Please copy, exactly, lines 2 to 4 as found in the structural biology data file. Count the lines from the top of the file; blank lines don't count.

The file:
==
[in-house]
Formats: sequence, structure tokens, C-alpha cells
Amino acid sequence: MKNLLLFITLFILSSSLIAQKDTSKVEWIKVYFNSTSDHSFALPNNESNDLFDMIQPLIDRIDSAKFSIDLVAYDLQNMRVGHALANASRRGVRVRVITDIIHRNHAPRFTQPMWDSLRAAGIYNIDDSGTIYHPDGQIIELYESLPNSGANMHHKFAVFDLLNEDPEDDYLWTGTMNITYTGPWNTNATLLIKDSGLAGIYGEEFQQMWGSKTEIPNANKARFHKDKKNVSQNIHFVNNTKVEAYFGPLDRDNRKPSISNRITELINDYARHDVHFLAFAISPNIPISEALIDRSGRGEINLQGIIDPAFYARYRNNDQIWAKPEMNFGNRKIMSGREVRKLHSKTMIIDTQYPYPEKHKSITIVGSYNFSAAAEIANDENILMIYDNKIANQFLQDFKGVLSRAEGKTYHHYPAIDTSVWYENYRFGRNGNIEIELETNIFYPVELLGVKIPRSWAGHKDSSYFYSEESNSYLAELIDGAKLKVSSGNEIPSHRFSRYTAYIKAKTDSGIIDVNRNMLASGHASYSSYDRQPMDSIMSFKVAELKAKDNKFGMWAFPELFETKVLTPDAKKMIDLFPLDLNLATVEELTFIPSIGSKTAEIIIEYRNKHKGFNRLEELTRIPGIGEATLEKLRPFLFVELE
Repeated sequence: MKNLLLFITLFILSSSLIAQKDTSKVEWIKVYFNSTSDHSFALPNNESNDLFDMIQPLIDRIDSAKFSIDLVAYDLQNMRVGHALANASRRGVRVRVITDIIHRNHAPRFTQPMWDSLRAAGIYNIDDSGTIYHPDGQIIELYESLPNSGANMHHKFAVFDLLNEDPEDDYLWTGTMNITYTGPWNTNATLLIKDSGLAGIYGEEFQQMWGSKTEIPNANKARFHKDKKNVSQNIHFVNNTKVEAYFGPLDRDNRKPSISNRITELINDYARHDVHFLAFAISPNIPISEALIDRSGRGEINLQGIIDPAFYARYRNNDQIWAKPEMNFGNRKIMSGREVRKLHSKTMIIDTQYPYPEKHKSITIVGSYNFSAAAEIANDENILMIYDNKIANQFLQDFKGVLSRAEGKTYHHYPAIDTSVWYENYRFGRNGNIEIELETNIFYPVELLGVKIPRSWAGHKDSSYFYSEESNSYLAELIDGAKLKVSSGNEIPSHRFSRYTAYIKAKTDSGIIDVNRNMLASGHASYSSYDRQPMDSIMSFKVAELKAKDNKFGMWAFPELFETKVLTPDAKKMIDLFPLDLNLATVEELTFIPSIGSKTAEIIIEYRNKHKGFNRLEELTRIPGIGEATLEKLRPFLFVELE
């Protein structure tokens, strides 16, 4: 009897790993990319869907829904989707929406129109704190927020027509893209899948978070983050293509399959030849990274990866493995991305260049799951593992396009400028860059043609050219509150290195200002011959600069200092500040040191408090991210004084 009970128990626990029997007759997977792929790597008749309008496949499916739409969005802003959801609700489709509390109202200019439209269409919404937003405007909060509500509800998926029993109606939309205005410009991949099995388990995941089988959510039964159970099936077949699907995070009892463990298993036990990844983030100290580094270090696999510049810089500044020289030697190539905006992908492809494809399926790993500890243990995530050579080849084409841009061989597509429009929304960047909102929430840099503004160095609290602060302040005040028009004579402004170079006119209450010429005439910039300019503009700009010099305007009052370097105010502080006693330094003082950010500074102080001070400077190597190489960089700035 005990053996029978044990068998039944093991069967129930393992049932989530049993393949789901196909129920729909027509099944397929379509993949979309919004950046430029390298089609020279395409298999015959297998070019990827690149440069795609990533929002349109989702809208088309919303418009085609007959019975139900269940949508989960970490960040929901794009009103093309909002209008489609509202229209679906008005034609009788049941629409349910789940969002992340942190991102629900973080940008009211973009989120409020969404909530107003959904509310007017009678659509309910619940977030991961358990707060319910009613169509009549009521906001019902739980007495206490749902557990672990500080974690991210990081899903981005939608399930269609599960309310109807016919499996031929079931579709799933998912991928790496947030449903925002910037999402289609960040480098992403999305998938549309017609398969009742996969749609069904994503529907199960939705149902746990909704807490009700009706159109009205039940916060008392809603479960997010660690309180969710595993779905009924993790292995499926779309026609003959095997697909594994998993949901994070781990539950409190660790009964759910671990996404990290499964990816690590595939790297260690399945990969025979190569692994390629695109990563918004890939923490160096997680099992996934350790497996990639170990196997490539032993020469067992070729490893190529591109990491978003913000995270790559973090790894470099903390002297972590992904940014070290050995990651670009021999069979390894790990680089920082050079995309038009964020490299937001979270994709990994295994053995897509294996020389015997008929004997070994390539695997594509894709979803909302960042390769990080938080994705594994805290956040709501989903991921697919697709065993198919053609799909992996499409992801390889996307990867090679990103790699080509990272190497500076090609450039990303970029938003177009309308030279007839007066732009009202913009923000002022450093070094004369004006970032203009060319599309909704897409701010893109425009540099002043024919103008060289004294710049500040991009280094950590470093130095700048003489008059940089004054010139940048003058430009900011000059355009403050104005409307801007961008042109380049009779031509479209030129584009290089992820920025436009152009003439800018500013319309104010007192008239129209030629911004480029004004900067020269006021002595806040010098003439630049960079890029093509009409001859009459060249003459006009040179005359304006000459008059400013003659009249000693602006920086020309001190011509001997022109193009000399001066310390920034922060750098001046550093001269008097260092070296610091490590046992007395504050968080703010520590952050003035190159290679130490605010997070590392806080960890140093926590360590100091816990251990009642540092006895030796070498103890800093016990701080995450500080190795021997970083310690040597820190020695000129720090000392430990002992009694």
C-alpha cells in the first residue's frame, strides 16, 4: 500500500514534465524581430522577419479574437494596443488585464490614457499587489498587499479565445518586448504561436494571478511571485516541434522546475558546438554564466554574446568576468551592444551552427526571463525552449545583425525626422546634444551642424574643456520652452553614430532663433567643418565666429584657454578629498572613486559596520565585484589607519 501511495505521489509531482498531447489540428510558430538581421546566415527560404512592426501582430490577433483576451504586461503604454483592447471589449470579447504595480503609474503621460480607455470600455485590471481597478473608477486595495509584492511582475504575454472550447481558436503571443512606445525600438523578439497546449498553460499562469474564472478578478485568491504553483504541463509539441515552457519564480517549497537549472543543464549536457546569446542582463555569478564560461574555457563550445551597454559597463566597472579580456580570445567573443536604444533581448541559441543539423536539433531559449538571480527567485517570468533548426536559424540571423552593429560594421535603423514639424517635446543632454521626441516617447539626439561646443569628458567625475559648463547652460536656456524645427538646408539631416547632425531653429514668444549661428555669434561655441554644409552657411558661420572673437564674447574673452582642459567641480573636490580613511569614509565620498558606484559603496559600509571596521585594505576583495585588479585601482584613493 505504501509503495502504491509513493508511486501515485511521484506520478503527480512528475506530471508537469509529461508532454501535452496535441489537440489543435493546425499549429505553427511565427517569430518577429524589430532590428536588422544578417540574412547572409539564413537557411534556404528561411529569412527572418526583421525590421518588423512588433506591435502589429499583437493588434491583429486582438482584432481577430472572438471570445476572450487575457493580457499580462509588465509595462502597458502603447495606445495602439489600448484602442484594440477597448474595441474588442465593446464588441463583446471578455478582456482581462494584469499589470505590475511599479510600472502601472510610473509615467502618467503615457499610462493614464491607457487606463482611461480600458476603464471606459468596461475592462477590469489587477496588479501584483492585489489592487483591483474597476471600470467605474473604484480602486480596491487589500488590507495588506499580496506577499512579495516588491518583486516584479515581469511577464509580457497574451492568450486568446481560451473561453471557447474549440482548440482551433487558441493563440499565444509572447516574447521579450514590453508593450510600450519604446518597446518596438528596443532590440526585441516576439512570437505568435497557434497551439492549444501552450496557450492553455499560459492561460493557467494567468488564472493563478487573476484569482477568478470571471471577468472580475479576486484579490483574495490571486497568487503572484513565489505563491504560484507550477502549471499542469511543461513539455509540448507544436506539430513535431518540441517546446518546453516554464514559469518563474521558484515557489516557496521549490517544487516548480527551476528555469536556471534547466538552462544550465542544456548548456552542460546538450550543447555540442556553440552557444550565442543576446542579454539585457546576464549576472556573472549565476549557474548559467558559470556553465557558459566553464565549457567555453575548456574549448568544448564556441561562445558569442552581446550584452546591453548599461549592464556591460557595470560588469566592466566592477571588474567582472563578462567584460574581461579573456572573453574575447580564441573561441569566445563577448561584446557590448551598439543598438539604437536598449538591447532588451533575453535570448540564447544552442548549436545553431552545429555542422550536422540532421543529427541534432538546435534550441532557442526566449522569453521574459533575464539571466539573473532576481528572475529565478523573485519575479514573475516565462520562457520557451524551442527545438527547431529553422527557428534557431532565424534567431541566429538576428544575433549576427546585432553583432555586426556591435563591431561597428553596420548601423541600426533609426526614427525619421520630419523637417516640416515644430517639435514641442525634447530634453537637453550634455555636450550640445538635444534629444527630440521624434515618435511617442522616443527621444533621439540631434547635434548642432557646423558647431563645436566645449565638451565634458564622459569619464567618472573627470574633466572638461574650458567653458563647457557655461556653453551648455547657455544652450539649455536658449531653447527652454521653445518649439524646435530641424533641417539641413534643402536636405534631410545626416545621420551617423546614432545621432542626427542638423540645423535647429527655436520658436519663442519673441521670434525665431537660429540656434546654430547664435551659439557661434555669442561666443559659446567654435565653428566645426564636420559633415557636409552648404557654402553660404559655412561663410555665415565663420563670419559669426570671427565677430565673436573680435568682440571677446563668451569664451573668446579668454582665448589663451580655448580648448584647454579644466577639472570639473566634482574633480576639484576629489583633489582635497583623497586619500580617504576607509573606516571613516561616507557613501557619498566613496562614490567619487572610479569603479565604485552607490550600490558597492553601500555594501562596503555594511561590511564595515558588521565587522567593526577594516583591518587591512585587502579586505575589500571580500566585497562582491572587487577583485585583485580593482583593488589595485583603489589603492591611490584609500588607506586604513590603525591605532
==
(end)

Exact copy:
Formats: sequence, structure tokens, C-alpha cells
Amino acid sequence: MKNLLLFITLFILSSSLIAQKDTSKVEWIKVYFNSTSDHSFALPNNESNDLFDMIQPLIDRIDSAKFSIDLVAYDLQNMRVGHALANASRRGVRVRVITDIIHRNHAPRFTQPMWDSLRAAGIYNIDDSGTIYHPDGQIIELYESLPNSGANMHHKFAVFDLLNEDPEDDYLWTGTMNITYTGPWNTNATLLIKDSGLAGIYGEEFQQMWGSKTEIPNANKARFHKDKKNVSQNIHFVNNTKVEAYFGPLDRDNRKPSISNRITELINDYARHDVHFLAFAISPNIPISEALIDRSGRGEINLQGIIDPAFYARYRNNDQIWAKPEMNFGNRKIMSGREVRKLHSKTMIIDTQYPYPEKHKSITIVGSYNFSAAAEIANDENILMIYDNKIANQFLQDFKGVLSRAEGKTYHHYPAIDTSVWYENYRFGRNGNIEIELETNIFYPVELLGVKIPRSWAGHKDSSYFYSEESNSYLAELIDGAKLKVSSGNEIPSHRFSRYTAYIKAKTDSGIIDVNRNMLASGHASYSSYDRQPMDSIMSFKVAELKAKDNKFGMWAFPELFETKVLTPDAKKMIDLFPLDLNLATVEELTFIPSIGSKTAEIIIEYRNKHKGFNRLEELTRIPGIGEATLEKLRPFLFVELE
Repeated sequence: MKNLLLFITLFILSSSLIAQKDTSKVEWIKVYFNSTSDHSFALPNNESNDLFDMIQPLIDRIDSAKFSIDLVAYDLQNMRVGHALANASRRGVRVRVITDIIHRNHAPRFTQPMWDSLRAAGIYNIDDSGTIYHPDGQIIELYESLPNSGANMHHKFAVFDLLNEDPEDDYLWTGTMNITYTGPWNTNATLLIKDSGLAGIYGEEFQQMWGSKTEIPNANKARFHKDKKNVSQNIHFVNNTKVEAYFGPLDRDNRKPSISNRITELINDYARHDVHFLAFAISPNIPISEALIDRSGRGEINLQGIIDPAFYARYRNNDQIWAKPEMNFGNRKIMSGREVRKLHSKTMIIDTQYPYPEKHKSITIVGSYNFSAAAEIANDENILMIYDNKIANQFLQDFKGVLSRAEGKTYHHYPAIDTSVWYENYRFGRNGNIEIELETNIFYPVELLGVKIPRSWAGHKDSSYFYSEESNSYLAELIDGAKLKVSSGNEIPSHRFSRYTAYIKAKTDSGIIDVNRNMLASGHASYSSYDRQPMDSIMSFKVAELKAKDNKFGMWAFPELFETKVLTPDAKKMIDLFPLDLNLATVEELTFIPSIGSKTAEIIIEYRNKHKGFNRLEELTRIPGIGEATLEKLRPFLFVELE